News came through last week of an astonishing overreach by the Archbishop of San Antonio, Gustavo Garcia-Siller. In a letter to parishioners he explained that he was removing their pastor, Father Christopher Phillips “to dedicate some time to reflect on certain specific concerns that I have shared with him.”

Phillips’ fascinating story as a convert from the Anglican tradition was highlighted in an article at Crux a few months ago. In 1982, as an Episcopal priest with a young family, Phillips traveled from his native Rhode Island and was ordained under the rules of the Pastoral Provision by Archbishop Patrick Flores.

For the last thirty five years Phillips has worked with his people to build a thriving parish and school in San Antonio. The parish faithfully maintains the Anglican patrimony within full communion of the Catholic Church.

For the first decades of the parish’s existence it existed within the diocese of San Antonio. However, in 2009 Pope Benedict XVI established the Anglican Ordinariate so that Catholics from the Anglican tradition might have their own “church within a church.”

The Ordinariate of the Chair of St. Peter is the Anglican Ordinariate for North America. Now that the ordinariate is established, it should be obvious to everyone that the parish of Our Lady of the Atonement’s true home is in the non-geographical jurisdiction of the Anglican Ordinariate.

Parishioners at Our Lady of the Atonement are justifiably mystified by their archbishop’s letter. Why, they wonder, would the Archbishop remove a good, hard working and experienced priest if he has done nothing wrong?

Is he really simply asking Phillips to “dedicate some time to reflect on some issues” or is there something darker lurking below those innocuous words? The parish has issued a statement that the archbishop has, in fact, begun the canonical procedure to remove Phillips as pastor.

If this is true, why has the archbishop not been transparent with the parishioners?

The archbishop’s predecessor, Archbishop Patrick Flores, died a few weeks ago. Flores was a supporter of the provision for Anglican Use parishes, Phillips and Our Lady of the Atonement parish.

Does Garcia-Siller’s action so soon after Flores’s decease have anything to do with his decision?

Human nature being what it is, parishioners wonder whether the archbishop’s unprecedented move has more to do with the property and finances of Our Lady of Atonement parish. What pastoral motivation could the archbishop have for removing a much loved, experienced and excellent priest? Could it be that despite the archbishop’s graciously worded letter, his action is no more than a blatant land grab?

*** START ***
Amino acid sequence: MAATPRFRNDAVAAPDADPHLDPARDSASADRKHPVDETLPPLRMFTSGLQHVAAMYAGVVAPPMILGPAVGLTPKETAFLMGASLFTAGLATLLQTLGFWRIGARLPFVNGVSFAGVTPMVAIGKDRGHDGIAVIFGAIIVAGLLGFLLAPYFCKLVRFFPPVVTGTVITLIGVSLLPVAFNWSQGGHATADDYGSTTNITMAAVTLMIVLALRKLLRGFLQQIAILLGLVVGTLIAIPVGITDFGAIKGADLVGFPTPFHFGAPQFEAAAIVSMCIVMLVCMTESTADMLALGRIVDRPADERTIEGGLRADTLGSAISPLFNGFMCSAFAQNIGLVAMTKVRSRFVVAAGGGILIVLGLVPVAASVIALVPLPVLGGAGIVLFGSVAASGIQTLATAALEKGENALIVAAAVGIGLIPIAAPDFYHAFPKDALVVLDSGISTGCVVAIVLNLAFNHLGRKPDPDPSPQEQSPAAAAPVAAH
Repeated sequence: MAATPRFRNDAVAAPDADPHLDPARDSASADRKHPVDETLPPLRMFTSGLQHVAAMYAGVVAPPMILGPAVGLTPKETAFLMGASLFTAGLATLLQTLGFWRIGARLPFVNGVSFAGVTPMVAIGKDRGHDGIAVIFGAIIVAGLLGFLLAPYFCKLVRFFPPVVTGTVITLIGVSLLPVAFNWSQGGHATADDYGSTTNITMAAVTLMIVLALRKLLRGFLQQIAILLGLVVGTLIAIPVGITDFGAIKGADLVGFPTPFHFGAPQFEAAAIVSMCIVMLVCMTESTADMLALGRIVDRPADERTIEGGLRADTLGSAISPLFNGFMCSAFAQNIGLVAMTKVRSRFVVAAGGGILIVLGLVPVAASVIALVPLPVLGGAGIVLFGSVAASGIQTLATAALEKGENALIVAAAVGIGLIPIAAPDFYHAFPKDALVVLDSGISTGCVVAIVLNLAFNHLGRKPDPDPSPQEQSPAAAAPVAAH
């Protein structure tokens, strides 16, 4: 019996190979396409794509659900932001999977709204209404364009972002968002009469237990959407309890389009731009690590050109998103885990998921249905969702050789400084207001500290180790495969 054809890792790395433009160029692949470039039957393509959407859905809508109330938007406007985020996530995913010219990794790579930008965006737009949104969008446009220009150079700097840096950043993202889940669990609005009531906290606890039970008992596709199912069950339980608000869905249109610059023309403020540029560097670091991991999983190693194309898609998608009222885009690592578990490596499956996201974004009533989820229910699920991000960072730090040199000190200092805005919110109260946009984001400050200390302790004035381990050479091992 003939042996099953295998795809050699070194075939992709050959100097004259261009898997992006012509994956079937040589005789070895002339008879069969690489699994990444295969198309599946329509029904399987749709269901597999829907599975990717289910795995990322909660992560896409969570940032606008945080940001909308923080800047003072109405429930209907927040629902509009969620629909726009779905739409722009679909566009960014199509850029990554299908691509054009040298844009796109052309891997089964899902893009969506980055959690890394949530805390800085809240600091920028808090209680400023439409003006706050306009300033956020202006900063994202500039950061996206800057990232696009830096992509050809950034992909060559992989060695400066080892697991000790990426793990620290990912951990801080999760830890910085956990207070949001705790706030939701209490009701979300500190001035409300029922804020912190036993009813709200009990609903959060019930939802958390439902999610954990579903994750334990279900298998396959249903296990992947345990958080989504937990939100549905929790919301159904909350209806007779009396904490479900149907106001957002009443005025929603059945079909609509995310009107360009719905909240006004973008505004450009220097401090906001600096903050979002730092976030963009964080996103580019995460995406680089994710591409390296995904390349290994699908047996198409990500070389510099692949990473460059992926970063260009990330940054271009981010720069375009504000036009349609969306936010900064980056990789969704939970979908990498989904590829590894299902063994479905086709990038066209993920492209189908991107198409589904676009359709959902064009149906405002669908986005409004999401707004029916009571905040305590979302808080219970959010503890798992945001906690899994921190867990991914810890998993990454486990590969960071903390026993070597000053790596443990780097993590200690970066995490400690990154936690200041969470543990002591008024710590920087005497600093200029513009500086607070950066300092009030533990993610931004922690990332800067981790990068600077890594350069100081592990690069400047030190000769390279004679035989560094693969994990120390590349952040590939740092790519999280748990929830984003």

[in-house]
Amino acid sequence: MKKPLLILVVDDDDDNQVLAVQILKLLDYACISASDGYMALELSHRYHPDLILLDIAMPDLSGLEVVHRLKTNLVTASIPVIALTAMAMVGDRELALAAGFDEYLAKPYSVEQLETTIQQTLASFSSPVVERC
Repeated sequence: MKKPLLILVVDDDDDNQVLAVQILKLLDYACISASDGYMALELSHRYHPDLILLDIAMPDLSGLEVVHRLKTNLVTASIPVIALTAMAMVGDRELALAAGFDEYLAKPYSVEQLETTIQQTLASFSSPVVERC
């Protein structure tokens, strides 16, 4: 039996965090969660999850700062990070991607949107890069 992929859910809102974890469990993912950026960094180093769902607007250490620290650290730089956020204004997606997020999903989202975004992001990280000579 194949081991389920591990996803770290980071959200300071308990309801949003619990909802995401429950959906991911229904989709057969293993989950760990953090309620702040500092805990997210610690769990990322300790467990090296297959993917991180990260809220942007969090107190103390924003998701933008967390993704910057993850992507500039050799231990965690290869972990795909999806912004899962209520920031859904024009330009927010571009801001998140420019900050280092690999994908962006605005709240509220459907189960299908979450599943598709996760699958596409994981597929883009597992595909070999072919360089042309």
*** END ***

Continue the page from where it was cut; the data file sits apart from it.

By removing Phillips and installing his man, is the archbishop making sure that the church, school, rectory and land of Our Lady of the Atonement is not lost to the Ordinariate? Inside sources indicate that the archbishop wants to turn Our Lady of the Atonement into an ordinary parish of the archdiocese, allowing just one Anglican rite Mass per week.

The Anglican Ordinariate is a historic and unprecedented move by the Catholic Church to welcome Protestants into the Catholic fold. Those who are watching the events unfold in San Antonio are asking what this says about our Catholic bishops’ commitment to ecumenism.

If an archbishop uses his power to quash the Anglican Ordinariate, those who are working hard to make it succeed will naturally be discouraged. It is ironic that it was during the Week of Prayer for Christian Unity that Garcia-Siller has moved against one of the most successful ecumenical experiments we have ever seen, and has inhibited the ministry of a man who is an internationally known pioneer in this experiment.

Most disturbing is the archbishop’s treatment of Phillips himself. Instead of following proper canonical procedures, the archbishop demanded that Phillips not set foot on parish property and have no communication with his parishioners.

This is the sort of draconian discipline dioceses use for priests who have seriously offended.

Quite apart from the remarkable use of threats and force, is the archbishop not aware that whenever a priest is publicly disciplined his people wonder what he has done wrong? These questions are natural, and another question naturally follows, “If the priest has done nothing wrong, but he is publicly removed from his office, told he may not set foot on parish property or communicate with parishioners, is that not a grave injustice?”

He has done nothing wrong, but in the eyes of the public he is being treated in the same way as a priest accused of pedophilia.

Unfortunately, Catholic prelates are too often perceived as inflexible, authoritarian and aggressively assertive. I don’t believe this is true, but Garcia-Siller’s actions in the case of Phillips and Our Lady of the Atonement parish are not helping to correct the misperception.